Palo Alto Weekly 21st Annual Short Story Contest
First Place Young Adult

In which Elena breaks Utah state law in a stolen car.

 

About Hilary Brennan-Marquez

She may only be a senior at Palo Alto High School, but Hilary Brennan-Marquez sees life through the world-weary eyes of a young aspiring writer who steals her boyfriend's car in her story, "In Which Elena Breaks Utah State Law in a Stolen Car."

She heads back to her native California to take up with an old beau after her aspirations of love and a career have failed -- but she isn't looking forward to it.

The protagonist, Elena, shares Brennan-Marquez's middle name and nickname, and she also has a friend who drives a Peugeot -- "which I also want to steal," she said.

But that's where the resemblance ends.

The character "isn't me at all," Brennan-Marquez said.

"In Which Elena Breaks Utah State Law . . . " is her first story with a female protagonist -- her others have been male -- and the first written from a female point of view.

The story's central theme revolves around the struggle between loyalty to others and loyalties to oneself -- "the prudent and the impulsive; responsibilities and desires," she added.

It reflected her mood upon returning to school after summer recess.

"I was still in summer mode and was dealing with the responsibilities of school. I think that really comes through," she said.

Last year, her story "Red Rock" won third place in the Weekly's Short Story Contest, in the Young Adult category. She also became a California Arts Scholar through the California State Summer School for the Arts in Valencia last summer.

When she graduates from Paly in January, she isn't sure of where she will go. But unlike the character in her story, she is excited about her uncertain future, which could include traveling abroad or working to earn money for college, she said.

And she is sure about becoming a writer.

"I've been writing forever," Brennan-Marquez, 17, said.

"It's all I see myself doing for the rest of my life."

--Sue Dremann

I'm driving south in my boyfriend's Peugeot, thinking about how he is going to look when he wakes up to find me and the car gone. He'll get that look I hate -- that look where I know he's angry but he isn't going to say anything. He'll make a cup of coffee and he'll drink it black even though that isn't how he likes it. He'll put on The Marriage of Figaro and sit and drink his coffee and wait for me to come home.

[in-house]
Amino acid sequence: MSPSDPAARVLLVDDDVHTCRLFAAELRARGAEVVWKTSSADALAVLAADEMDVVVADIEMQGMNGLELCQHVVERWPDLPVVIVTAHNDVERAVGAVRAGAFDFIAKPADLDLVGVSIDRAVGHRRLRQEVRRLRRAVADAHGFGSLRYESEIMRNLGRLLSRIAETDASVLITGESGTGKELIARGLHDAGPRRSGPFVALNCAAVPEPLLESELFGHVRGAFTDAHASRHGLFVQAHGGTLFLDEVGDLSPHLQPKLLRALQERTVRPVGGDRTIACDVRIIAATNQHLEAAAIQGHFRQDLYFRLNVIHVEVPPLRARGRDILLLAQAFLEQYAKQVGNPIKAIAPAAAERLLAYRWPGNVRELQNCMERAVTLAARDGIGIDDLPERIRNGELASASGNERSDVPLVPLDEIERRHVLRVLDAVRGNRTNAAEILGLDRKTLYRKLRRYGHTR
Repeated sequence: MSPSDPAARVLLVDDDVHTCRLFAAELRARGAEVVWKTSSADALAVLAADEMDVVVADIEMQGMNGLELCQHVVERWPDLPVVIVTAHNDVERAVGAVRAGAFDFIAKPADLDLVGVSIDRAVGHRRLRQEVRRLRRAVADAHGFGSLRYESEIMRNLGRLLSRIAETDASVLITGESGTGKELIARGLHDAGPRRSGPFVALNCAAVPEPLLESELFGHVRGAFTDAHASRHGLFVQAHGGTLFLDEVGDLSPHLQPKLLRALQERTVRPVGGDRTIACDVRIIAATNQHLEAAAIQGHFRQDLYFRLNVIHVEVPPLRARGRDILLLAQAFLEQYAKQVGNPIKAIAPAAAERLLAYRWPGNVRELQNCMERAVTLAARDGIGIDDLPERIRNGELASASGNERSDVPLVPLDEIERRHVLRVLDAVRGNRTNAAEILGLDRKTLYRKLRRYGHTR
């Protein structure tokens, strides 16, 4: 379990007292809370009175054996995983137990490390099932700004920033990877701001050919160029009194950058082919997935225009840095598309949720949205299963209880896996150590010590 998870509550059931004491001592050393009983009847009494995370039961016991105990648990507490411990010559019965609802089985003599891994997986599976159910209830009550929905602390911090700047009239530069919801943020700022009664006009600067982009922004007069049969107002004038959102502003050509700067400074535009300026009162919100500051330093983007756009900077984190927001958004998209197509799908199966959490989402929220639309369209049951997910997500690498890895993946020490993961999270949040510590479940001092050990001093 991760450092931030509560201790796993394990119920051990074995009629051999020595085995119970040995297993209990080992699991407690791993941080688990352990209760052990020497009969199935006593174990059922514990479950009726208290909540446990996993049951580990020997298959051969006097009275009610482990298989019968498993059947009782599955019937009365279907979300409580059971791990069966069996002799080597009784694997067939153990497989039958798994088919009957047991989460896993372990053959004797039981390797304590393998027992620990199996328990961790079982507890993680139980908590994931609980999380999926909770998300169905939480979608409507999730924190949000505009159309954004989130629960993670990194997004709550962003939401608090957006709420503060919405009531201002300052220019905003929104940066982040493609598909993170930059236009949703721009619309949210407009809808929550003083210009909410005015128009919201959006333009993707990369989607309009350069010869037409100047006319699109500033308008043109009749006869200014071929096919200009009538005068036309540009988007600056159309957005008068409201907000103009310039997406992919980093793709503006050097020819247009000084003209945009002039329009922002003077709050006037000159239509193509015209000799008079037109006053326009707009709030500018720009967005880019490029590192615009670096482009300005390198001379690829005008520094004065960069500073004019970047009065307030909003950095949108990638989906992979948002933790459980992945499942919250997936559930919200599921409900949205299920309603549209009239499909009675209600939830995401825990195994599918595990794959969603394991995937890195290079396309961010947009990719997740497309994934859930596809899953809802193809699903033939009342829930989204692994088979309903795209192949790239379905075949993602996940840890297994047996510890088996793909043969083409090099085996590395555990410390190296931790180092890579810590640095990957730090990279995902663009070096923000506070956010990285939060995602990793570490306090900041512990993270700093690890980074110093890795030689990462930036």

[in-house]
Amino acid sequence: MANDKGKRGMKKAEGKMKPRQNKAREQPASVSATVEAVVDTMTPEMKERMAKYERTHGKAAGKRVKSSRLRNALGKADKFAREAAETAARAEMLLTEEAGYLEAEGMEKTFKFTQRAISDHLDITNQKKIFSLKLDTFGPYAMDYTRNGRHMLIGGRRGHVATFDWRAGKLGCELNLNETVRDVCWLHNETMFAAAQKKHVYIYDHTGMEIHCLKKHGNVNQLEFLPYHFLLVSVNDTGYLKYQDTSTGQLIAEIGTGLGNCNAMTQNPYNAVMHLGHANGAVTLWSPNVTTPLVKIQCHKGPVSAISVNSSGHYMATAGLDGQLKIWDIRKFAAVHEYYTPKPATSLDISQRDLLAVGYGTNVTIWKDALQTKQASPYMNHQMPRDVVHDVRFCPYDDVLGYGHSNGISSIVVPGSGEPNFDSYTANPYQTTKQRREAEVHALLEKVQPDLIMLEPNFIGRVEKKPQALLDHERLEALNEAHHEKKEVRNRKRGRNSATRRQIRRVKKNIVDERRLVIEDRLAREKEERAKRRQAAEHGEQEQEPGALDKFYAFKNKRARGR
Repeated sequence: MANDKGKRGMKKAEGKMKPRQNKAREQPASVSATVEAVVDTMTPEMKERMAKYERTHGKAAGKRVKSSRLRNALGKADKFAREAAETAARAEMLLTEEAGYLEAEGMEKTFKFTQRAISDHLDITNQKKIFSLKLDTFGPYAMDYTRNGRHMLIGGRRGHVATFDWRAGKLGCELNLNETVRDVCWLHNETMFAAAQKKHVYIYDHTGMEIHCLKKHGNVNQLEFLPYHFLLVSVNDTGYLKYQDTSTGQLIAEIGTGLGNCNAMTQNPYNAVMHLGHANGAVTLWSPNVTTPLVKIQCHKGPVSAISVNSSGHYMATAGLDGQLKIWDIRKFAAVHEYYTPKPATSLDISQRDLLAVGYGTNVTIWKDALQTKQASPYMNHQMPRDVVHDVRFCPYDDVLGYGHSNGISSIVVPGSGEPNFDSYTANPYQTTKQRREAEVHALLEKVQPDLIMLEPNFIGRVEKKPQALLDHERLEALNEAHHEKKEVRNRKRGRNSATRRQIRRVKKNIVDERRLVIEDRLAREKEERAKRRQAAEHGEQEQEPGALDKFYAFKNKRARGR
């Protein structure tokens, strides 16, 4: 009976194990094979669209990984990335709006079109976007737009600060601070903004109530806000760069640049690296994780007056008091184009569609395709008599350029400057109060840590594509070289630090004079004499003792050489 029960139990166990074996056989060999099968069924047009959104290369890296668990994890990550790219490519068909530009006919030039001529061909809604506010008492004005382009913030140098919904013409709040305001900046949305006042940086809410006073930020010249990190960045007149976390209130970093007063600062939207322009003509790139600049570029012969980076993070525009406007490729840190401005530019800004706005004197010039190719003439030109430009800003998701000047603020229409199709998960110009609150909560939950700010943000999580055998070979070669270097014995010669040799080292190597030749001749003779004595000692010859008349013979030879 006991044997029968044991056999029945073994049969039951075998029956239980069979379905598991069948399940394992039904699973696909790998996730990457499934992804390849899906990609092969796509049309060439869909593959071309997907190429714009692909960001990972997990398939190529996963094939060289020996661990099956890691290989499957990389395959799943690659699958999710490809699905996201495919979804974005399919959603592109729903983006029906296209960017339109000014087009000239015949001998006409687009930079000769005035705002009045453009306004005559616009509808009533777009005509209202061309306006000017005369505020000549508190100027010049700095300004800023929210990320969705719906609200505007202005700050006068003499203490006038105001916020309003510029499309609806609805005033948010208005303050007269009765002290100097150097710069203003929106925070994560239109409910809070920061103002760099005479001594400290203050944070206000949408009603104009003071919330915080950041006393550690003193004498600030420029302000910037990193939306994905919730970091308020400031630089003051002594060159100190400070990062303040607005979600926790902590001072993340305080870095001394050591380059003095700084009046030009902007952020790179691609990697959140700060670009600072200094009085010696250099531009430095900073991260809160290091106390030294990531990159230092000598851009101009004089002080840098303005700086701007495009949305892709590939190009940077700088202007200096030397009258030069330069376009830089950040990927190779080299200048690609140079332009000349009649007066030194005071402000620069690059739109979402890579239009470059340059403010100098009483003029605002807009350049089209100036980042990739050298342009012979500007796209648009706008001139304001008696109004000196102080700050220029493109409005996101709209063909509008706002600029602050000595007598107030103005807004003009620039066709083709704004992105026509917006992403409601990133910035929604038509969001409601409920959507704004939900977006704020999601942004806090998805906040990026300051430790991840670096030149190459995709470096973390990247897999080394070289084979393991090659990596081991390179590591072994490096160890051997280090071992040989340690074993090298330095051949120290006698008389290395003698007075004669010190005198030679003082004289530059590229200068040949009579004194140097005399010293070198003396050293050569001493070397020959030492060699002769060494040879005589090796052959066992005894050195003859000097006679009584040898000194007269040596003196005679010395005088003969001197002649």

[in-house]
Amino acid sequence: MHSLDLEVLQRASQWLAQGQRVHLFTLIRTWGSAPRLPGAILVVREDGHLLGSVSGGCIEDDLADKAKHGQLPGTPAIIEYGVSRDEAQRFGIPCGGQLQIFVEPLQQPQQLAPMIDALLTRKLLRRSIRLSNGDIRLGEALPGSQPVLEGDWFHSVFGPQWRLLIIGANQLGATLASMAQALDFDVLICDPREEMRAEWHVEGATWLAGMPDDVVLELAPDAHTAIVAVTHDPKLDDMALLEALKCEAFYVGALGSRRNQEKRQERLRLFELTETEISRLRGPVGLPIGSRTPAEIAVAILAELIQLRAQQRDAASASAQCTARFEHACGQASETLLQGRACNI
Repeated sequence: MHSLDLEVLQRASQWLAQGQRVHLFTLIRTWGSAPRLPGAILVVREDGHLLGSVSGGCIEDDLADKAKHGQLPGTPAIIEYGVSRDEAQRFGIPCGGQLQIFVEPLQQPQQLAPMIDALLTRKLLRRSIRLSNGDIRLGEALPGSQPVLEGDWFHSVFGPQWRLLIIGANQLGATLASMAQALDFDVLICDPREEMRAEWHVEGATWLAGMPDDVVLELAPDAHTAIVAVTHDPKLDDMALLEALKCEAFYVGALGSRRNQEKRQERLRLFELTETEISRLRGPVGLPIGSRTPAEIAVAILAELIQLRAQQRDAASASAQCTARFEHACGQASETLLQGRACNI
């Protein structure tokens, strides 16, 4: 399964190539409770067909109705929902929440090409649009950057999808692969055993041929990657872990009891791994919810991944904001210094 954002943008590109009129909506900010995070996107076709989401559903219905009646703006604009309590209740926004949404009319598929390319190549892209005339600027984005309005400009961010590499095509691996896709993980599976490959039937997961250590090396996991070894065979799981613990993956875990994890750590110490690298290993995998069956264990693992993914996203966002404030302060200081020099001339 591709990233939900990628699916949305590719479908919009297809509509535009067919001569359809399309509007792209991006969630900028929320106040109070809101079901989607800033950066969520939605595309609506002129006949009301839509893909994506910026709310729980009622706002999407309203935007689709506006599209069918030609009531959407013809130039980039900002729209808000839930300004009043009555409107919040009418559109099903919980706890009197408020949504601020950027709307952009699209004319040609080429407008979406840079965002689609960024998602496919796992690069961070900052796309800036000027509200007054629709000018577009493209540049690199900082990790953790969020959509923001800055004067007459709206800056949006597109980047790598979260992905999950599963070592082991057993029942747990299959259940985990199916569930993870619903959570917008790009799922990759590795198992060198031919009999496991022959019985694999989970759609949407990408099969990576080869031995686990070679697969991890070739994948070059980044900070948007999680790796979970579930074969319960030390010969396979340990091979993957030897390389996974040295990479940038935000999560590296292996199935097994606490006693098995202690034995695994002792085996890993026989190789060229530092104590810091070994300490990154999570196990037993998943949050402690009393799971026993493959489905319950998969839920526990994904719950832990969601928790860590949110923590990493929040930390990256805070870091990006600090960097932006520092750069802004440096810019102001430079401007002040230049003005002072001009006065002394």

I won't come home.

I won't go home and I won't think about him. I won't think about him because if I do, I'll regret every decision I made since high school. I won't think about him because writing didn't turn out like I'd hoped and I went from California to Ohio to Wyoming and I don't know how I got here, doing eighty-five at seven o'clock in the morning somewhere in Utah, driving southwest in a stolen car toward an apartment in Oakland where I'm sure I'm not welcome.

I was never going back to California. That was the plan. I swore when I left I was never going back. I was done with Berkeley and with Charles and the bay. I was never going back, but I woke up this morning with Charles' face in my head. Bigger than the Wyoming sky and getting bigger every second I stayed.

I know how it will be when I get to Oakland. I'll show up at his door sweaty and exhausted from fourteen hours of flatness. He'll invite me in for a shower and a cup of tea. He'll make green tea like he always has, and I'll drink it, even though I don't like it. We'll drink our tea and he'll ask how I've been and how writing is going and I'll say, "Awful" and he'll laugh because he won't have to say, "I told you so."

Then, it will be like high school again: we'll talk and kiss and laugh for the next sixteen hours until we're too tired or too cold or too distant from each other to continue. In the morning, I'll put on Charles' favorite sweater and he'll say, "I missed you" but he won't look at me, and when I kiss him again he'll close his eyes and say, "It's all or nothing this time, Nena" and I'll remember how I got there and why I left in the first place.